Hekmat: Following the influx of Afghan refugees into Turkey, the Turkish government has taken a tougher policy stance to prevent this crisis. Nowadays, if a refugee wants to get registered, they cannot have their fingerprints taken in any city, which is very difficult. For instance, if someone wants to travel from the border city of Van to another city, they will encounter several police inspections, and in the absence of a transit paper, their fingerprints will inevitably be taken. They will be issued a deportation paper or transferred to a deportation centre. If they don’t encounter police inspection, then, in the city where they apply for registration, they are required to present a marriage certificate, ID card, and, if they are sick, a medical report from Turkish public hospitals. However, since they don’t have a refugee card, they are not given these documents. This is a major problem that refugees face and, for this reason, they have a hard time getting registered.  

The registration of unmarried men is even harder because most of the single men who had entered Turkey had stated that they came due to economic issues, and now the Turkish authorities mostly think that most people coming from Afghanistan are coming to work and do not have any life-threatening issues. Yet among them are those who are really in danger and they also lose their rights.  

ZT: We have previously received reports that those who recently come to Turkey are not registered, cannot rent a house, and are left to their fate; what do you think will be their eventual fate?  

Hekmat: The Turkish government will not register them if they do not have documents. If they do not get registered, then their children are deprived of the right to education, they are not given homes for rent, they don’t have the right to travel, they don’t have permission to work in the cities, and they are deprived of all their human rights and they hit a dead end. Some of them are at risk of being deported.  

In this regard, associations, especially ARSA, hold awareness meetings. In these meetings, we guide the refugees on what to do if they face deportation. We also negotiate with hospitals and try to give hospital reports to those who are in bad condition so that they can get refugee cards and thus solve their basic problems. On this issue, we talk to Turkish authorities and other institutions to rescue them from illegal status and deportation, and legally register them in Turkey.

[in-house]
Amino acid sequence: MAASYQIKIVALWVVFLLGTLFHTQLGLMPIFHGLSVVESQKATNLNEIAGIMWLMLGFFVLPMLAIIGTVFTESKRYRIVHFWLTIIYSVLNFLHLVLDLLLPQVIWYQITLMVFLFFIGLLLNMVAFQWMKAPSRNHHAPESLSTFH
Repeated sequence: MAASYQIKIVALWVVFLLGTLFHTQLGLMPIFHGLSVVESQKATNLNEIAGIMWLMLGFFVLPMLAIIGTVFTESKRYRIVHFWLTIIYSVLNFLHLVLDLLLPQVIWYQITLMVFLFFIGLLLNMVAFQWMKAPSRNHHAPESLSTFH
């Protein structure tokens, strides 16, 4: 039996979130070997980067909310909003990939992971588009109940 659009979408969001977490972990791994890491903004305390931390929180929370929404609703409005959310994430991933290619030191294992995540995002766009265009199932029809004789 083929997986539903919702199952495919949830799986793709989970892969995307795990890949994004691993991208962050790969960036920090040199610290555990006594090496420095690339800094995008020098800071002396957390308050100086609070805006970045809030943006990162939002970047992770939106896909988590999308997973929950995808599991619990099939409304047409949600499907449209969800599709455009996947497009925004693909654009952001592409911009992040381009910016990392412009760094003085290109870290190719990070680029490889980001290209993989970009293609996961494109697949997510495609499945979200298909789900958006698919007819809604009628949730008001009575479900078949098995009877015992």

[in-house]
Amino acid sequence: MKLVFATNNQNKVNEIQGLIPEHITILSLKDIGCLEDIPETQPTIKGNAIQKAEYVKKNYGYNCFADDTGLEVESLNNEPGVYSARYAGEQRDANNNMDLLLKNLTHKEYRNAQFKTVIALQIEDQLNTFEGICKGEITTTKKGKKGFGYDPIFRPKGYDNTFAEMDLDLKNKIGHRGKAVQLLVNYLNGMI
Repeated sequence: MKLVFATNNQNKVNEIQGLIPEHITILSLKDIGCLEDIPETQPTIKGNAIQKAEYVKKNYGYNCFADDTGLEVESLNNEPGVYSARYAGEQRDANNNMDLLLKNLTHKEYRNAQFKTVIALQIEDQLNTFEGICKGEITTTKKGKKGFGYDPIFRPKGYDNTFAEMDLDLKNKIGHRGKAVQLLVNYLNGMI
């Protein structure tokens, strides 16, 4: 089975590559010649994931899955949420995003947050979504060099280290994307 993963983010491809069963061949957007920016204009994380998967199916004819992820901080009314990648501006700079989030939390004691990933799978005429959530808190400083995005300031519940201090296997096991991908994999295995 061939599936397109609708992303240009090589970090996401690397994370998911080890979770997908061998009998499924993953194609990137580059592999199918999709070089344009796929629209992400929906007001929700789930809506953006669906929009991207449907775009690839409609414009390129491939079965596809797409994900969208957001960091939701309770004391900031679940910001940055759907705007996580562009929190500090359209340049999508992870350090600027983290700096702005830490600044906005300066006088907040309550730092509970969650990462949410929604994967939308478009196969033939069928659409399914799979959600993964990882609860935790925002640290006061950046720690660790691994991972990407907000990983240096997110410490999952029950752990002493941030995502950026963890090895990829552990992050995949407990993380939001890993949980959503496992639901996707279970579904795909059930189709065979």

ZT: Do you have any statistics about the deported families?  

Hekmat: We do not have exact statistics, but previously it was mostly single young people who were deported. The number of deported families was very low. Yet, despite the known condition of Afghanistan to the whole world and that the women’s situation in Afghanistan is dire – they have no access to their rights, they are oppressed, at risk of being killed, raped, and subjected to familial violence and violence by the Taliban – we still witnessing cases of women who are being rejected by the Turkish government and are at risk of being deported. Unfortunately, in the past two weeks, nearly six flights to Afghanistan have taken place, mostly deported singles. 

ZT: Before the recent Turkish elections, most migrants thought that if Recep TayyipErdogan was re-elected, the migrants’ situation would improve. Has there been any change in the migrants’ situation since his re-election?  

Hekmat: No. Because the government did not change, no policy changed. The government is the same government and the policies are the same policies. The municipal elections are to be held in Turkey in March 2024. Until those elections are held, conditions will get worse. Because Erdogan’s rivals have politicized this issue and one of their slogans was that if they win then they would send refugees back to their countries. Now, to keep people satisfied, the Erdogan government is making stricter conditions and policies. 

ZT: After the Turkish presidential election, there have been reports that the situation has even worsened for families, and Turkish forces are gathering families whose cases have been rejected as well as single men and transferring them to deportation centres. EIs this happening all over Turkey?  

Hekmat: The issue you mentioned is not new. We also had these cases in 2021, when several families were taken to deportation centres by police.  We got them out of the centres through the United Nations and institutions that have legal activities. Within a week, we got almost 12 families out of deportation centres in different cities.  

According to Turkish laws, those whose cases have been rejected and whose court processes have also been completed must be taken to deportation centres and deported. In this regard, we are lobbying in all conferences to change the conditions. From our point of view, the arrival of police at the doors of refugees has a bad psychological effect on them and their children and changes neighbours’ views of them. For this reason, we even spoke with Turkish authorities, asking them not to send police to the doors of houses, and instead, even if they have signed deportation papers, they should ask people to go to the immigration office. 

ZT: How does the United Nations act in such cases? 

Hekmat: The United Nations handed over all activities related to refugees to the Turkish Immigration Department since 2018 and currently has no role. All cases are in the hands of the Turkish government. When a case is accepted by the Turkish Immigration Department, it then refers them to the United Nations for the next steps, and after that, the United Nations interviews the refugees, and, if accepted, sends the case to a third country to determine the destination country. Otherwise, the United Nations has no specific task. 

ZT: Have you ever asked the United Nations for help in such cases? If so, how has their performance been?  

Hekmat: For some of the cases that are very urgent, we try to first contact the Turkish Immigration Department and solve the problem ourselves. There are some cases for which we ask lawyers from the United Nations for support, and they do pay attention to some issues.